Paul Schrader announced his candidacy for San Bernardino County Sheriff in February of this year. It will be his second attempt to become the county’s top cop.
Schrader, who was a complete unknown at the time, ran for the office in 2010 and garnered 38,551 or 21.51 percent of the vote. His “constitutional sheriff” approach resonated with voters, especially Tea Party activists.
Paul has agreed to a series of interviews with Examiner so that he can better explain his views on what being a “constitutional sheriff” means to him and would mean to the residents of San Bernardino County if they should elect him as the county’s next Sheriff.
This is the second article in the series and we thought we would address another subject very near and dear to the hearts of San Bernardino County residents. For years now, obtaining a concealed weapons permit in this county has more to do with campaign contributions and political connections. We asked Paul if that would change under his watch.
Q: How do you feel about concealed weapons permits and what criteria would your department use to issue such permits if you are elected sheriff of San Bernardino County.
Scharader: “As a marine-veteran, law enforcement official, and candidate for the San Bernardino County Sheriff – I stand firmly in the belief that the second amendment of the Constitution clearly allows for civilians to be armed if they so desire. With that being said, it is important for the population to understand just how much control a sheriff has under the issuance of CCW’s (Carry Conceal Weapons Licenses).
“In California, the law regarding the distribution of CCW’s is termed ‘May-Issue.’ A ‘May-Issue’ state is one in which a license to carry is required, and the availability of that license is dependent on the discretion of the sheriff’s department or police. The sheriff must base his or her decision on a specific criterion. In California this criterion involves interpreting whether the person applying for a CCW has a ‘good moral character’ and ‘good cause’ as to why their license is required. Of course these two terms are a broad generalization which allows for a large amount of freedom in the decision of the sheriff.
“San Bernardino County is generally cited as gun-friendly County, and in comparison to other Californian counties it is. In California 14 counties will never, if rarely, authorize any citizen to carry a concealed weapon. However, the sad reality is that even as one of the more receptive counties, San Bernardino County is failing to issue the amount of CCW’s consistent with a constitutional approach to gun rights.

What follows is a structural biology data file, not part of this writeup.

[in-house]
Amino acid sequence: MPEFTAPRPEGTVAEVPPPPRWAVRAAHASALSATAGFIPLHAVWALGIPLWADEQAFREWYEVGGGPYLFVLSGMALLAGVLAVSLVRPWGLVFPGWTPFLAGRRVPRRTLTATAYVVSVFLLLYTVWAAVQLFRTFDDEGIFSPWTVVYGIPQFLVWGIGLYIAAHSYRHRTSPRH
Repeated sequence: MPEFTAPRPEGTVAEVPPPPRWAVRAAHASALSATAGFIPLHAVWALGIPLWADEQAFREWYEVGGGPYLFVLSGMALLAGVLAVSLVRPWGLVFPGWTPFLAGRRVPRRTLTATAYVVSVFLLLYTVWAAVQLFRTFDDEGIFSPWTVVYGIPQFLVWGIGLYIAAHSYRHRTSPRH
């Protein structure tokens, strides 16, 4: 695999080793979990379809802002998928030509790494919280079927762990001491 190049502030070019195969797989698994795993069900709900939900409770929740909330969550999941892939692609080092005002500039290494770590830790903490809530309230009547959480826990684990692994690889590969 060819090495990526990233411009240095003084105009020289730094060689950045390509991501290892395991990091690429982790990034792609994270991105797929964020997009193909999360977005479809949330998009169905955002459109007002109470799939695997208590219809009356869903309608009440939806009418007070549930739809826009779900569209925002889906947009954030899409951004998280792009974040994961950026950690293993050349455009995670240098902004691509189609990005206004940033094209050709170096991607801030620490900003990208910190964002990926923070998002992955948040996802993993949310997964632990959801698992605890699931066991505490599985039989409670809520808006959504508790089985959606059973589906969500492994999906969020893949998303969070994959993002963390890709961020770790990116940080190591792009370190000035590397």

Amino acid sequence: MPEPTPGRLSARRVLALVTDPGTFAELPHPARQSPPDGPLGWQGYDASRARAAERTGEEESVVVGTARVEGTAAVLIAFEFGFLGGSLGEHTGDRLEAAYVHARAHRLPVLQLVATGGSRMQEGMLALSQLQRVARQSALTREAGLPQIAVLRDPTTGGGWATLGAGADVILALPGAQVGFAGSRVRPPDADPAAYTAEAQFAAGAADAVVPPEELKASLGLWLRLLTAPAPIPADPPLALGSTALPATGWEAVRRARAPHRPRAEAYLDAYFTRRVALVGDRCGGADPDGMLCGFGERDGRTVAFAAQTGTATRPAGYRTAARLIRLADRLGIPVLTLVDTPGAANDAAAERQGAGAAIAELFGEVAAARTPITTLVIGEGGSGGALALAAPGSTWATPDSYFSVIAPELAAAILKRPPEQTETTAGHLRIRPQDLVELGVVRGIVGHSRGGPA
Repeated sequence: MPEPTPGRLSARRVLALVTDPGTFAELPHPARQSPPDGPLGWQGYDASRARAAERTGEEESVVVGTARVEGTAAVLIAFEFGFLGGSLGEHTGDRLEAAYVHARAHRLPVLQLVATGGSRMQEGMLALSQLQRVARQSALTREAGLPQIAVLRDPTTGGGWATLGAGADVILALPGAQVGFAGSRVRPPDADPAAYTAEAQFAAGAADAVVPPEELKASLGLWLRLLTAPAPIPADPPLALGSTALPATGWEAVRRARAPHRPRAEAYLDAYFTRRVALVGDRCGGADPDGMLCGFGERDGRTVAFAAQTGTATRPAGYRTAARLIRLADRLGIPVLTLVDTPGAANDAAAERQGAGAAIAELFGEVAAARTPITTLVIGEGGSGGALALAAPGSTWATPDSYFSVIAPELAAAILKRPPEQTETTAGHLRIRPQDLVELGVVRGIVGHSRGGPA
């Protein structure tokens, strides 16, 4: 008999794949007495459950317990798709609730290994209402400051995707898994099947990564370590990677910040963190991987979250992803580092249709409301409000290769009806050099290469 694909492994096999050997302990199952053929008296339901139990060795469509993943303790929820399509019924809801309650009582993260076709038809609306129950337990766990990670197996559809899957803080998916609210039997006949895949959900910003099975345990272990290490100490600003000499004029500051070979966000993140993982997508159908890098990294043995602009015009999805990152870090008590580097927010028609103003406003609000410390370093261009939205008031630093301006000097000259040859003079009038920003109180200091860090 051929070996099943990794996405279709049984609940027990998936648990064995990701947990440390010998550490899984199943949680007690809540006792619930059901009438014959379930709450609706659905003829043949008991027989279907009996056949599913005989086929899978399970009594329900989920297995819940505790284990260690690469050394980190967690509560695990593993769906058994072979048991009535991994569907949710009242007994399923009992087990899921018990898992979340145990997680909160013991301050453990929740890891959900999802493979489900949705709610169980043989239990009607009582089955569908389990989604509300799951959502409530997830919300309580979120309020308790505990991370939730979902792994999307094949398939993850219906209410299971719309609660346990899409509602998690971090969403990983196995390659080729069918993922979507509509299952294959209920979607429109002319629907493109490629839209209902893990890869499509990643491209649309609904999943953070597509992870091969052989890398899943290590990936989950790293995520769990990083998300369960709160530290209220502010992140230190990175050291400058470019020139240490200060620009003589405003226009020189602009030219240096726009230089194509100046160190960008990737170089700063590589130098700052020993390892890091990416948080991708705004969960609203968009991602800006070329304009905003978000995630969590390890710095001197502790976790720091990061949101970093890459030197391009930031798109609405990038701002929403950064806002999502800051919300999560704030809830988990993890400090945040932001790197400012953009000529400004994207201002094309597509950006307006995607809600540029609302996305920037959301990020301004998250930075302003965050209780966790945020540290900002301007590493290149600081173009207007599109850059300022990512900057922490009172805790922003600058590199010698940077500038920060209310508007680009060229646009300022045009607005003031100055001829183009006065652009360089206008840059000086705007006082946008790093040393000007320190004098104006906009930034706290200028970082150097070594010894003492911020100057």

“These licenses are continually being denied by the sheriff based on the interpretation of ‘good cause.’ According to a female investigator with the county whom I contacted ‘. . . Hoops does not want CCWs used in any manner with a business.’ Throughout the county I have heard this same problem from many concerned business owners. From private individuals, I hear complaints that ‘self-protection’ is no longer a justifiable reason for a CCW. In fact applicants are now required to elaborate and write an essay regarding why they wish to carry a weapon.
“The numbers can show for themselves how lengthy and tedious the CCW process can be in San Bernardino County. According to a FoIA, San Bernardino County has issued approximately 400 licenses and revoked 150 from the time of Rod Hoop’s election. These figures are far from acceptable.
“I have not spent 30 years of my life protecting the community to allow the system to prevent citizens from protecting themselves. As a strong proponent of the right to bear arms, I will streamline the CCW process; a license will be dependent only on the very basic requirements outlined by California law. Beyond these requirements, as long as you wish to exercise your second amendment rights – by all means go ahead! “
To learn more about Paul, check out the following media:
This series will continue through June 2014. We will be discussing issues as diverse as dealing with the homeless population to enforcement of medical cannabis laws. If you have a question you would like posed to Schrader, send it to me at firstname.lastname@example.org.
If you enjoyed this article, you might also like:
- Focus on Sheriff 2014: Paul Schrader on sobriety checkpoints
- Politicos and Pets: A conversation with SBCo. Sheriff candidate Paul Schrader